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Luiz Carlos Trabuco faces mandatory retirement as his extended tenure winds down

Recently, one of Brazil’s most respected businessmen, Lazaro Brandao, announced that he would be stepping down as chairman of the board of directors for Brazilian banking giant Bradesco. After a career spanning more than 75 years, Brandao has worked with the company since he was 16 years old. In 1943, the year the firm was founded, he was hired on as a bank teller. Over the next 75 years, he would rise through Bradesco’s ranks, eventually rising to the positions of both CEO and chairman of the board of directors.https://pt.wikipedia.org/wiki/Luiz_Carlos_Trabuco_Cappi

But at 91 years old, Brandao says that he’s had enough. Aside from his family acknowledging that it was time for the inveterate banker to finally retire, Brandao says that the decision to renounce his position was taking solely on his own, without any kind of pressure from shareholders or board members. Brandao has stated that he wants to ensure managerial continuity of the firm and give younger executive talent the chance to move up.

But his departure also comes at a time when the current CEO of Bradesco, Luiz Carlos Trabuco, is also being forced to retire from that position due to statutory limitations on his continuing to serve. In fact, it was Brandao himself who personally extended a waiver for Trabuco, 67, to continue on as CEO, despite the fact that the firm’s corporate bylaws prohibit any CEO from serving past the age of 65.

This extraordinary measure was taken in the wake of the completion of Bradesco’s acquisition of HSBC Brazil and all of its holdings, a $5.2 billion deal that has required intensive efforts on the part of the executive staff, especially Trabuco, to fully integrate the acquired bank’s systems, assets and corporate culture into that of Bradesco. To date, these efforts have been a phenomenal success.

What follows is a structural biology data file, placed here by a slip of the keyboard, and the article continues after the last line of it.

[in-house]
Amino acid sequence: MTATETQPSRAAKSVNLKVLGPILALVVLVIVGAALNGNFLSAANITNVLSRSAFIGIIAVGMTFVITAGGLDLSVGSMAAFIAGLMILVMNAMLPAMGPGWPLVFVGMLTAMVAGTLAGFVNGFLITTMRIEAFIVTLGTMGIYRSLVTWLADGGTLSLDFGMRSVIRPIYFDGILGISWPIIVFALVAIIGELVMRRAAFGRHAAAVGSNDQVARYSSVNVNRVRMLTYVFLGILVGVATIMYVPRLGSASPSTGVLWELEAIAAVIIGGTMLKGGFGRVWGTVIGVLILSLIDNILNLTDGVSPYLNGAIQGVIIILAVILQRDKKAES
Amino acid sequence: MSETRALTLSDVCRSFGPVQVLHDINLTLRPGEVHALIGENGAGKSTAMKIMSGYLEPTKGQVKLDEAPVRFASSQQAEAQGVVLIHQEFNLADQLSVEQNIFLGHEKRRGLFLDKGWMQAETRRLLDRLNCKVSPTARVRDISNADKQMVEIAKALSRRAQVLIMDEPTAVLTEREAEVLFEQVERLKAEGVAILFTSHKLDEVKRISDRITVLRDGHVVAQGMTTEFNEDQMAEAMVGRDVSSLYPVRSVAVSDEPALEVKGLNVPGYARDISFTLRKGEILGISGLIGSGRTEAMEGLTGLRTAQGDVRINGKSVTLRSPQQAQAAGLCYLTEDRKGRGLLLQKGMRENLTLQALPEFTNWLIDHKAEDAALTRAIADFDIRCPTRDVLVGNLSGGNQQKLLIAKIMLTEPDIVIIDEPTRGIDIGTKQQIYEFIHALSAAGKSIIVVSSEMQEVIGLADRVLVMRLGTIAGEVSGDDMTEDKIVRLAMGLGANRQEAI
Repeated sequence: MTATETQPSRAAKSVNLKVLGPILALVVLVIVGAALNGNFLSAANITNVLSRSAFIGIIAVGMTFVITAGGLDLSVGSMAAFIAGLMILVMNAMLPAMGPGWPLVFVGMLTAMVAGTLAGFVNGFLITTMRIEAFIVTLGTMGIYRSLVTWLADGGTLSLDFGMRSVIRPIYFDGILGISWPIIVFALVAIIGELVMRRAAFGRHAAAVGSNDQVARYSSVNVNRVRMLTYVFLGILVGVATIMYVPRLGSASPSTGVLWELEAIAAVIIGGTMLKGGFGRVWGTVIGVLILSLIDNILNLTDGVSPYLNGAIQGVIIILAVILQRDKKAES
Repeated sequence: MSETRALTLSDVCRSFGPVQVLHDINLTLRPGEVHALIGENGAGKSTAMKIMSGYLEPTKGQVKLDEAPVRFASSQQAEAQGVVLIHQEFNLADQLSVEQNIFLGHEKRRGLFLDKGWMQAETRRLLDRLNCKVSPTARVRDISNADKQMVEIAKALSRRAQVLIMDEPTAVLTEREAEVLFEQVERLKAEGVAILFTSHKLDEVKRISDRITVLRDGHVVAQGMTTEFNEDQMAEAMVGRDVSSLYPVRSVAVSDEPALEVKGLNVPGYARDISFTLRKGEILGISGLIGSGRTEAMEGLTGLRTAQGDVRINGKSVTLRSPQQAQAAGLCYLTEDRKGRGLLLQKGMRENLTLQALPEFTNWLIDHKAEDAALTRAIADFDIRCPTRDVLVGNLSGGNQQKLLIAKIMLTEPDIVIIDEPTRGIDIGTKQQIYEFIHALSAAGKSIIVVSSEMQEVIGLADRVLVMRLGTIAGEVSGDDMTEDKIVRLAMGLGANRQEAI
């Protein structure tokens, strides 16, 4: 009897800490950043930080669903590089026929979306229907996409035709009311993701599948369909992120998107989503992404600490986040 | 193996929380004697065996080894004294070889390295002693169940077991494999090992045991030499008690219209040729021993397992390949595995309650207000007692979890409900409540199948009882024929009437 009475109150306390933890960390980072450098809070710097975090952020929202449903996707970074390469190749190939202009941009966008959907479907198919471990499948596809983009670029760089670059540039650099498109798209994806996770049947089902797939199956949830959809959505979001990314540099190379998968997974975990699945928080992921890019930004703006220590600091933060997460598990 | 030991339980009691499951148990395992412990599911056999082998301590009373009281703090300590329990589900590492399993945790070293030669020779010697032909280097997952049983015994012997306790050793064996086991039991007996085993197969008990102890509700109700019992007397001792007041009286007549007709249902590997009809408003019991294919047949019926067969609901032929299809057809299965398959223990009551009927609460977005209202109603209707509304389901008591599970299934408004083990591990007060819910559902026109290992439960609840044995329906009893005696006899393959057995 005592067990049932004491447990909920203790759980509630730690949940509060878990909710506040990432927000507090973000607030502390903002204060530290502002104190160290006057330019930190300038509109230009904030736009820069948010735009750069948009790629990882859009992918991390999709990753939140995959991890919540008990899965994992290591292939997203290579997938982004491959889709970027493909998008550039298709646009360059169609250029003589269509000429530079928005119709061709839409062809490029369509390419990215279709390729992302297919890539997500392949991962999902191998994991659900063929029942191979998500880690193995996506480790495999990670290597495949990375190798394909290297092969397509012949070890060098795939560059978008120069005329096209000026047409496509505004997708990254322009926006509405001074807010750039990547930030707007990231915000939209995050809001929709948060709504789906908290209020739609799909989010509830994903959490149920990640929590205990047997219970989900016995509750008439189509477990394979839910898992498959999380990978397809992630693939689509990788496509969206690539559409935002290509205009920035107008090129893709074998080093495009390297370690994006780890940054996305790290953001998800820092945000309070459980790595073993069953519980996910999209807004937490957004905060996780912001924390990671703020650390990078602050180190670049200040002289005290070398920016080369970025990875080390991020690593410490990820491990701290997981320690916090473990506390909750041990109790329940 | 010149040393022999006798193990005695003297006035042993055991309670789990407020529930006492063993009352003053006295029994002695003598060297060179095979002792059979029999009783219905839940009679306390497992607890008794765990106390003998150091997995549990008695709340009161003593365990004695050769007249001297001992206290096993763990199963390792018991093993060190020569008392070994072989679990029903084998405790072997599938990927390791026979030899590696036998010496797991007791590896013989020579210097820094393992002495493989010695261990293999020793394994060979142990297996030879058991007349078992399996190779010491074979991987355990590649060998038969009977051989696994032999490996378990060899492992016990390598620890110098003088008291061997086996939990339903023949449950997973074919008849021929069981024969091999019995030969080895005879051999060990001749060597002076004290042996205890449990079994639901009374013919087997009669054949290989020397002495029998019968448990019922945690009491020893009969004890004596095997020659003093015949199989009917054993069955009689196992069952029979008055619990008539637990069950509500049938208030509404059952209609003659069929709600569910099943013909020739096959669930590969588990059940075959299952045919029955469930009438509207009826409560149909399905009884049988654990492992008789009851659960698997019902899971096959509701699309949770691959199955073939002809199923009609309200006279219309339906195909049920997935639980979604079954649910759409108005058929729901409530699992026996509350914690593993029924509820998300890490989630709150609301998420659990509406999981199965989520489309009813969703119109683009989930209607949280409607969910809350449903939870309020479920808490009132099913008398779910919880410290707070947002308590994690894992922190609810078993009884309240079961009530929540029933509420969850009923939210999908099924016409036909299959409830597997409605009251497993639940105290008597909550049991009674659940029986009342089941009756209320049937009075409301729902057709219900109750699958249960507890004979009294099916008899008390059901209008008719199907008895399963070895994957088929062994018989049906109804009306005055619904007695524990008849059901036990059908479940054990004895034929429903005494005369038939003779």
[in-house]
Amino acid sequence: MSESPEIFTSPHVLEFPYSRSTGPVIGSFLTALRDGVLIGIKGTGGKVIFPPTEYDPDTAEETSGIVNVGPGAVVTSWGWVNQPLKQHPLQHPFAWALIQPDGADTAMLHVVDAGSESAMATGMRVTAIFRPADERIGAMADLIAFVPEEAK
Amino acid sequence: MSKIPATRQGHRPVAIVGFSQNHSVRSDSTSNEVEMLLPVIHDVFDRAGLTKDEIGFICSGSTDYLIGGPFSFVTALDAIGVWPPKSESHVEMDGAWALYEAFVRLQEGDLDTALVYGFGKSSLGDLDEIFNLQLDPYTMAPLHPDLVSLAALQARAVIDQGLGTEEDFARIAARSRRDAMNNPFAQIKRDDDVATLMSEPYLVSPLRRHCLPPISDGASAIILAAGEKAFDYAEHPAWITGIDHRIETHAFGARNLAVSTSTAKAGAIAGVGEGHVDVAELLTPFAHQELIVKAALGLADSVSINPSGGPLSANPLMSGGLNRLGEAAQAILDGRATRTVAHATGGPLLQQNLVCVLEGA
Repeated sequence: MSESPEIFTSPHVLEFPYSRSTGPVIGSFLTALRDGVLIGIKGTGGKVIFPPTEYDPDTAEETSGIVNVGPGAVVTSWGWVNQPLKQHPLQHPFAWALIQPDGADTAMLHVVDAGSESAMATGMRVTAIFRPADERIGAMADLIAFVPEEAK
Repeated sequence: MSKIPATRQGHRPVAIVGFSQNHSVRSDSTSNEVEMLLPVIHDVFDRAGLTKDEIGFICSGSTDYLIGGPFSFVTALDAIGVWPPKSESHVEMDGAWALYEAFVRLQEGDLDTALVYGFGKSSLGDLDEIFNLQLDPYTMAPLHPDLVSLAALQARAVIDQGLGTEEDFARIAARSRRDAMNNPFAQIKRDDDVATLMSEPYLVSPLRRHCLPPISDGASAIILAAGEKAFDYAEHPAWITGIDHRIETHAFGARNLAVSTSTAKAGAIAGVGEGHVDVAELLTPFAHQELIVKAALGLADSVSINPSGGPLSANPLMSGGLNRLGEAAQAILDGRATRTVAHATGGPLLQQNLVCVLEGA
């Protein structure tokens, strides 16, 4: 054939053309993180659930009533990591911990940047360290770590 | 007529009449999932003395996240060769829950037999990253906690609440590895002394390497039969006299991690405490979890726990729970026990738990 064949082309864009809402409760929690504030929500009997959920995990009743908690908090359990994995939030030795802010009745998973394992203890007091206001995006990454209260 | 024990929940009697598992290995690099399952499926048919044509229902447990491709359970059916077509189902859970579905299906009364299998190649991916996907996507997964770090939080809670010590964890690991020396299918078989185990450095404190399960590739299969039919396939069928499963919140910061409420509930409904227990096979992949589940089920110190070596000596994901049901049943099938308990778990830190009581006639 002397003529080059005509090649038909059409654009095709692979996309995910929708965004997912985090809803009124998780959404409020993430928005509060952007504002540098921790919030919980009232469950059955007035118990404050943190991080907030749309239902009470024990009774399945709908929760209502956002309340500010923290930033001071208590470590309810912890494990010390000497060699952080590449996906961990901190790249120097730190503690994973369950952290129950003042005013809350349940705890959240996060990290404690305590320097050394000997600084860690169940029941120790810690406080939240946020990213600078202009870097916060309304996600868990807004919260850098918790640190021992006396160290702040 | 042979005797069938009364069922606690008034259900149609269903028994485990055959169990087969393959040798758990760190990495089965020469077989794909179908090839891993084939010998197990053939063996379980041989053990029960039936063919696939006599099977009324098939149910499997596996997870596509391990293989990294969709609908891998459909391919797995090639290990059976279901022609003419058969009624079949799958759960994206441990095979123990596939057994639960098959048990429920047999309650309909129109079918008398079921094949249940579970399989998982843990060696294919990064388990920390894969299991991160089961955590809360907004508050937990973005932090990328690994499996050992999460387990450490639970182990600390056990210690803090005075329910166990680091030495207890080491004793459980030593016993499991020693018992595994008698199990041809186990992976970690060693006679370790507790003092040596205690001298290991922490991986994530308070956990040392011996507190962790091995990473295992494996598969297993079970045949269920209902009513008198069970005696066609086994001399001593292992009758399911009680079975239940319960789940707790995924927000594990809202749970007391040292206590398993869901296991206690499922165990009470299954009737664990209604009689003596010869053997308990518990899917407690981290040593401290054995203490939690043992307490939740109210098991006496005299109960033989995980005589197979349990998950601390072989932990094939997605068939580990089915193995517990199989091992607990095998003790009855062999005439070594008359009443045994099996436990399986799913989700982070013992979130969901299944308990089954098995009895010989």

Trabuco will choose his own replacement

Per the corporate charter, Trabuco will be responsible for selecting his replacement. Although he has been tight-lipped about the process, most people in the know assume that there are only two real contenders. The first is Alexandre Gluher, the chief corporate risk officer for the bank. At 57 years old, Gluher has been with the firm for decades and has seniority over the other pool of candidates.

However, it is Mauricio Minas, 58, that many people have pointed to as being the very probable successor to Trabuco. Minas is the firm’s chief technology officer and, although he has only been with the firm for a little over a decade, he has been responsible for some major successes during that time. Those close to Trabuco say that the CEO is extremely bullish on technology and views the future of the bank as largely hinging on its ability to create value through the marriage of technology to legacy banking products. In particular, it is said that Trabuco believes that Bradesco can continue to get a large edge over its competitors in the country’s growing mobile banking market.

Minas has been responsible for one of the bank’s most successful programs in recent years. As the man who oversaw the development of Next, an internet banking platform credited with allowing Bradesco to rapidly expand its user base among Brazil’s nascent tech-savvy banking demographic, Minas’ pet project turned out to be so successful that it was eventually spun off into its own company. Minas has also been overseeing the integration of all technology assets of HSBC into the Bradesco system.

Trabuco himself has been intently focused on growth for most of his career. Whoever ultimately ends up as CEO of Bradesco, it is a good bet that the bank will continue aggressively seeking growth into the future.